Sunday, August 24, 2008

Beulah. Yoko (Velocette, 2003)

"All right/ Forever's on your side/ Oh, it's only time/ It's longer than you think."

I always wonder why more people aren't, like me, huge fans of the much-missed Beulah. Is it the incredible melodies? The massive hooks? The clever lyrics? The multi-instrumental Pet Sounds-era pocket symphonies? It's a mystery, is what it is. 'Cuz these guys were phenomenal, and their break-up after the release of Yoko, their fourth and final album, was a real loss. Especially to fans of extremely catchy, melancholy chamber pop.

Beulah were from San Francisco, though they were part of the Athens, Georgia-based Elephant 6 collective (, along with other analog eccentrics like Neutral Milk Hotel, Olivia Tremor Control, Apples in Stereo, and Elf Power. Being from the West Coast, these guys always had a distinct Bacharach-Beach Boys sensibility, producing sunny-but-sad little masterpieces, complete with horns and strings and whatever else was lying around. A real kitchen sink plan of attack. The melodies were mainly major key, and the tempos were up, but there was always an underlying bitterness giving the songs an edge. Listening to Beulah is like going to the beach on a sunny fall day: there's sun and sand and waves, but it's chilly, too, and kinda lonely.

Though Beulah started off as a lo-fi outfit, their production values steadily improved, and by Yoko, their songs had taken on a distinct studio polish. Nothing distracting or cheesy, but they no longer sounded like a bunch of guys, some of whom were armed with harpsichords and french horns, playing in someone's garage. They sounded more focused, and this focus, coupled with stunning songcraft and a fuming anger lurking just below the surface of nearly every song, makes Yoko a fitting parting shot from a band at the height of its powers.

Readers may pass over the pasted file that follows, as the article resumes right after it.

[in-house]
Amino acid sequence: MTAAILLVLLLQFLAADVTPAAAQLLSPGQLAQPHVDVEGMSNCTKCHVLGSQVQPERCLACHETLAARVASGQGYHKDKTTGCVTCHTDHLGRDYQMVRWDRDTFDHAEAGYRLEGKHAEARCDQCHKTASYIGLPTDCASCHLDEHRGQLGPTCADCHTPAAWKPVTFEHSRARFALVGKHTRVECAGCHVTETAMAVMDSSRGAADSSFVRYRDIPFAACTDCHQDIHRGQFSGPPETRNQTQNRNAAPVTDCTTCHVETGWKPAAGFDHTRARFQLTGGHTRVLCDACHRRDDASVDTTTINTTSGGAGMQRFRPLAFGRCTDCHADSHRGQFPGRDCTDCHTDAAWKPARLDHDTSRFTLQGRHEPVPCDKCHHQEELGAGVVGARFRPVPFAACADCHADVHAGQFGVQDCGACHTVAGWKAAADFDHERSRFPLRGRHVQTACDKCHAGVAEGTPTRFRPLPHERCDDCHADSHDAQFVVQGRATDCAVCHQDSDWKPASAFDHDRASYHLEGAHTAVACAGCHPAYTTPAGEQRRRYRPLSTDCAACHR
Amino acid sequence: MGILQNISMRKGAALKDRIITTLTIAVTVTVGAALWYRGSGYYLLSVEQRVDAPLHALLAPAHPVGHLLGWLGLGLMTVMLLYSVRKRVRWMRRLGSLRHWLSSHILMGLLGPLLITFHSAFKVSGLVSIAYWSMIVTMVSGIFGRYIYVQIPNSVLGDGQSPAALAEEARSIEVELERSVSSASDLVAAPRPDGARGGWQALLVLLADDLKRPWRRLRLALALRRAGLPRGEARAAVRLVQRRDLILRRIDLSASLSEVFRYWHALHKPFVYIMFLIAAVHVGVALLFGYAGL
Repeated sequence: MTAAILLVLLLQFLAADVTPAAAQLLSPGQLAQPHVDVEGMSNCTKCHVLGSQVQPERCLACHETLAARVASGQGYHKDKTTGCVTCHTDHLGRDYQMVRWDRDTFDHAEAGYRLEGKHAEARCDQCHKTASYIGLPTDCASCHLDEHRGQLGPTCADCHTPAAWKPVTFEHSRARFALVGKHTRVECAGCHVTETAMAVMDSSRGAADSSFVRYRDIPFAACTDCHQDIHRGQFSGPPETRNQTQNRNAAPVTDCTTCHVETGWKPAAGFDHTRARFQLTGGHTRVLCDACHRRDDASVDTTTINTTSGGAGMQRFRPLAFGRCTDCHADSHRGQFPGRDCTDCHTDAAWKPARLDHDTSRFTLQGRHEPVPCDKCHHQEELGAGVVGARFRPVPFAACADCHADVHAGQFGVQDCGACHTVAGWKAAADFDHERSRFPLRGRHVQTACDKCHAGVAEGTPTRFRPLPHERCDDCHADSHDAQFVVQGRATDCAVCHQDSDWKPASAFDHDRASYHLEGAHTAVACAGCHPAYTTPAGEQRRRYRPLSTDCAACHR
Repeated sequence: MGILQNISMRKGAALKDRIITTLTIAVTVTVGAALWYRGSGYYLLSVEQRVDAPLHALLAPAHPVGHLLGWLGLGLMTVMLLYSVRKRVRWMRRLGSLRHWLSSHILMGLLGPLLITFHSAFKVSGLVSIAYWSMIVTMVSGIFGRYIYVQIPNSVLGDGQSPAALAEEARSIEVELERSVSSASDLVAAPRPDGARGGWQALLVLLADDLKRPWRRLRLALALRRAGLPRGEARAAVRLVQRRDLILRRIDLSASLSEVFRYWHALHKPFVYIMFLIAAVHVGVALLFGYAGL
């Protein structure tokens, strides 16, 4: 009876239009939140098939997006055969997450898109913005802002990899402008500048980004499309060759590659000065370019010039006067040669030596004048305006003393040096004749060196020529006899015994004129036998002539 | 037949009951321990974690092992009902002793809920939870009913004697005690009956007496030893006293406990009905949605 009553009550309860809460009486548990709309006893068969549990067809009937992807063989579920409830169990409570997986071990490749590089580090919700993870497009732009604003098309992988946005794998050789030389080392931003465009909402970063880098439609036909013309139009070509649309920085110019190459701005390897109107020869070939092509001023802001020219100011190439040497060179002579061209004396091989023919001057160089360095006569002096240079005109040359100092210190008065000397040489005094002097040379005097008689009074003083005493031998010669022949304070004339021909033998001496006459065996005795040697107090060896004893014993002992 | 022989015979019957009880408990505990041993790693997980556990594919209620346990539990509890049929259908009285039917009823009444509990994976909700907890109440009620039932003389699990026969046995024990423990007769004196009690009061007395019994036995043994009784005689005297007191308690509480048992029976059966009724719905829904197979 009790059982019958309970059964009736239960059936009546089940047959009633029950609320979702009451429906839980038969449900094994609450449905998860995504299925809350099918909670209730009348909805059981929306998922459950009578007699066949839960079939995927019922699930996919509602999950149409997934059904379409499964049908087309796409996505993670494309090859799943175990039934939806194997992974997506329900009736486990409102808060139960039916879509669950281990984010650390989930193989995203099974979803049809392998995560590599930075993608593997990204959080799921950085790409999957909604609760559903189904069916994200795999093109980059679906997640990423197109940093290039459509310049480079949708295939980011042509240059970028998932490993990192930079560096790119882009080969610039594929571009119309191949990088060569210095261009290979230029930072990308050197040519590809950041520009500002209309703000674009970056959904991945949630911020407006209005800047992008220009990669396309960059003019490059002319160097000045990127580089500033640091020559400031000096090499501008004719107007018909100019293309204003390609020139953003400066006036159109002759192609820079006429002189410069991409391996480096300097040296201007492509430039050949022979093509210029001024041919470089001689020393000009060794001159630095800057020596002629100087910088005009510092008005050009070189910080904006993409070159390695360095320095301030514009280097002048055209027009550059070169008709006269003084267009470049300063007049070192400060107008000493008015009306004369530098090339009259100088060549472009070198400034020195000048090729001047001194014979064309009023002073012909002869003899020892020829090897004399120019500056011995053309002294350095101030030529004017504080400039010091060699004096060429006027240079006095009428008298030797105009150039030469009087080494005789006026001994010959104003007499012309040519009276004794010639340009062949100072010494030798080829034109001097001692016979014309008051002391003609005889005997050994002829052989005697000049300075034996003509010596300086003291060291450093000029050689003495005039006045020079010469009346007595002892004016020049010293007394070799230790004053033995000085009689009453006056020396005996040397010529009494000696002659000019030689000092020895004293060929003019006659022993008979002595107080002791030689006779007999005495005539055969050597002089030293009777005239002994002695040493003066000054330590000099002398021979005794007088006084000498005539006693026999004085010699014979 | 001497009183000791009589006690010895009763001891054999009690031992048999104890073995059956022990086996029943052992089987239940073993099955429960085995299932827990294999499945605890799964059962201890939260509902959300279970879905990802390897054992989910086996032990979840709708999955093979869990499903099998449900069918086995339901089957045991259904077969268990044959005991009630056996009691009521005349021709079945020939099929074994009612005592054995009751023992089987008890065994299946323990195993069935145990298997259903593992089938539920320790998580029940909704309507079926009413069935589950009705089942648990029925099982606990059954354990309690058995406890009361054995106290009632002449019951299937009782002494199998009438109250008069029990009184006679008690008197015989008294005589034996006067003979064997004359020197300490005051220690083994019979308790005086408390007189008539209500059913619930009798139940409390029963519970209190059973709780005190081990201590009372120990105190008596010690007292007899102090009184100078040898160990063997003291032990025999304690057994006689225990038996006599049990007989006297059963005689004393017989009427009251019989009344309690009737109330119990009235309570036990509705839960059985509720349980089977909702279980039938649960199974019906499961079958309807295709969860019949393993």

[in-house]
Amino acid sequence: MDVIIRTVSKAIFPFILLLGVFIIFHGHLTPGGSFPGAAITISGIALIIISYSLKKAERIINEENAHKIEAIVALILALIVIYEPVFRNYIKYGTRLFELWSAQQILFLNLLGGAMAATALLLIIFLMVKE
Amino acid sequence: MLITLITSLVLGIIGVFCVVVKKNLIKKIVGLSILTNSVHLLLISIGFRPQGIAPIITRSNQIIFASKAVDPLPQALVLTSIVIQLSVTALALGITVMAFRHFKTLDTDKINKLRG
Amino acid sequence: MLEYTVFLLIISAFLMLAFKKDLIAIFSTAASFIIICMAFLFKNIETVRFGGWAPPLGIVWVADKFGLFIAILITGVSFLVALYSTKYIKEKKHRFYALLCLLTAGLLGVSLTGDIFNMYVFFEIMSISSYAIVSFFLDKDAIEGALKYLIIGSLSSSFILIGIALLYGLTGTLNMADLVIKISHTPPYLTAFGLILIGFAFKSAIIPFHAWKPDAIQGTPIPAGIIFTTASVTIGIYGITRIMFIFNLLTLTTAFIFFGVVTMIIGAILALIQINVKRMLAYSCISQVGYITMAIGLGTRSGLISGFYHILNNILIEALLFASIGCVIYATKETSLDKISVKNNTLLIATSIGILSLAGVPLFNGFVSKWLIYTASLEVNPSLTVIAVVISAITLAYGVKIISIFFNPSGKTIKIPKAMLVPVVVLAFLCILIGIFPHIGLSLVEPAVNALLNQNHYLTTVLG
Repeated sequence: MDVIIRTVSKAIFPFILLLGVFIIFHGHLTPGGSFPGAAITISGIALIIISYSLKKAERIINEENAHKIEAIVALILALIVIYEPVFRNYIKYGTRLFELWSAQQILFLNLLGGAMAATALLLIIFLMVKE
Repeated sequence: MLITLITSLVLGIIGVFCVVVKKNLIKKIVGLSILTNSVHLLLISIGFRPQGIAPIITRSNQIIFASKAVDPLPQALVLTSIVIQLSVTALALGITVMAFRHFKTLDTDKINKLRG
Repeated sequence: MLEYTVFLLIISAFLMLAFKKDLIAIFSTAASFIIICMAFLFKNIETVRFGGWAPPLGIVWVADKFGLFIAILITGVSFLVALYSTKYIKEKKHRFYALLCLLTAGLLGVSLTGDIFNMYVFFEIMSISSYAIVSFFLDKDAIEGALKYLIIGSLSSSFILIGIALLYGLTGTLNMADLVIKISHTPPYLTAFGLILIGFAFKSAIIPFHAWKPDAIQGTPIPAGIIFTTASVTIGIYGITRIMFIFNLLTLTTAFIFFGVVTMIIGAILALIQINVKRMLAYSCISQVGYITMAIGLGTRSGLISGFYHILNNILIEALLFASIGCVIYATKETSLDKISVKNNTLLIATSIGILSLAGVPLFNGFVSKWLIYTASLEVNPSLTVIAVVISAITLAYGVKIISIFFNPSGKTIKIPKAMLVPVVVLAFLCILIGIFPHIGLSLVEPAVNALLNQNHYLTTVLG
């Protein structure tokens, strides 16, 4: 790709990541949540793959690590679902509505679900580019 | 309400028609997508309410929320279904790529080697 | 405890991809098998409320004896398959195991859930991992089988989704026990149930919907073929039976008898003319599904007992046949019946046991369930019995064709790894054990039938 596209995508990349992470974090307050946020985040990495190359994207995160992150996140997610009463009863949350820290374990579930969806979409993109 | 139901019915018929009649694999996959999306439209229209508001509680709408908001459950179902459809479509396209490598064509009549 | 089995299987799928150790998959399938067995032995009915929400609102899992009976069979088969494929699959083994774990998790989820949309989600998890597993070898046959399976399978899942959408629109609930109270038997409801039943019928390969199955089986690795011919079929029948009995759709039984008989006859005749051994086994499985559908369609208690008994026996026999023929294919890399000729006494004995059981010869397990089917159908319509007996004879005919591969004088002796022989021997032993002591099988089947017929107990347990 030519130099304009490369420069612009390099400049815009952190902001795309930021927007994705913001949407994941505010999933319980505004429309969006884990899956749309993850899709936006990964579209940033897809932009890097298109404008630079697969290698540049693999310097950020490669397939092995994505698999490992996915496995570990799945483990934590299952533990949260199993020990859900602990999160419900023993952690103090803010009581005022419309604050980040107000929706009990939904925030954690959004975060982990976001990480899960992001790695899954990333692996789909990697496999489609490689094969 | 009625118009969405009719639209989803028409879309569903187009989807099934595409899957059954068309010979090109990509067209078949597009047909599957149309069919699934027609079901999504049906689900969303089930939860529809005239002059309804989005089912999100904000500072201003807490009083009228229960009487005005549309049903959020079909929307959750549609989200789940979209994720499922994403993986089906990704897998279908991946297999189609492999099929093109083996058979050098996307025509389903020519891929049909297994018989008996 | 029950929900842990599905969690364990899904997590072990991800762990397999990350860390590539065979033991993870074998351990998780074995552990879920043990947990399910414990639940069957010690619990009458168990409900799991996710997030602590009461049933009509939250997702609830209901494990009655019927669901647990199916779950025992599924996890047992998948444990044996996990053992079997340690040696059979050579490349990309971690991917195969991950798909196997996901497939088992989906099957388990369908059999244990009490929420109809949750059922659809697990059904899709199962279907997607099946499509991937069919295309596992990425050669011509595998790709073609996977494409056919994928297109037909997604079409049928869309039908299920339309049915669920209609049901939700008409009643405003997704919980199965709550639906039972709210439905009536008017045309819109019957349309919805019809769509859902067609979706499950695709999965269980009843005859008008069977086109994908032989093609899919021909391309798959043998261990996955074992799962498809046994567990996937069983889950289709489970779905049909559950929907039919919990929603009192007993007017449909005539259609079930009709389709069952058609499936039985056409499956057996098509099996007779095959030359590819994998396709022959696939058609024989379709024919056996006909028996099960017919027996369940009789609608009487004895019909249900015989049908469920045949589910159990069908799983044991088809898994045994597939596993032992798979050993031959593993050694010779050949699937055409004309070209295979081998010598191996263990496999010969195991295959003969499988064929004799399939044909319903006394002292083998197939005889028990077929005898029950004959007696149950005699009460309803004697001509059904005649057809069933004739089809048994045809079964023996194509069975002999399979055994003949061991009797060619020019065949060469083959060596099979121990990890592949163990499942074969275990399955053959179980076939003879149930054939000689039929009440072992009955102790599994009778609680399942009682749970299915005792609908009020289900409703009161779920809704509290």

Yoko (the title simultaneously references Yoko Ono and is an acronym for "You're Only King Once," the album's third track) is a break-up record. Some of the band members had gone through divorces between 2001's The Coast is Never Clear and Yoko, and it shows. Plus, the band was getting ready to implode, various internal band slights, resentments, and pressures (all of which are on display in the Beulah tour documentary A Good Band is Easy to Kill) finally sinking the ship. Most of the songs deal with splintering relationships and bitter feelings, the lyrics standing -- in typical Beulah fashion -- in stark contrast to the bright, sparkling melodies. On "Landslide Baby," singer Miles Kurosky spits out, "It's a lie, it's a cop-out, and I know you know I know why/ You won't try, cause you're scared and you're weak/ And you don't give a fuck about me/ And I do believe that you hate yourself." That's the chorus, sung to an incredibly upbeat, shimmering chord progression that makes you think of Sunday afternoons filled with hammocks and icy cold beers.

The clear highlight of the album is "Me and Jesus Don't Talk Anymore," an infectious account of one man's loss of faith and cheerful surrender to the man downstairs. The subject is as dark as it gets, but the song's vaguely country-and-western feel, all roadhouse piano, pedal steel, and shuffling drums, makes it one of the catchiest, breeziest songs from a band that made catchy and breezy its stock in trade. As Kurosky sings, "Can you give me that, friend?/ Without a soul to sell along the way/ The devil rides with me again/ He always says things are okay," it's hard not to think, "Hey, yeah, that sounds like a pretty good deal." And that's before the song joyously declares, "Woke up today/ Just called to say/ Your body's cold and you're going nowhere" in a tone more suited to telling your mom you just got a big promotion.

So I'm pretty bummed that Beulah isn't around any more. I always loved the way they could juxtapose resentment with the blithe, carefree joy of loose, sunny pop. Yoko is a great record to remember them by. This October, put on your headphones, cue up Yoko, and head down to the shore.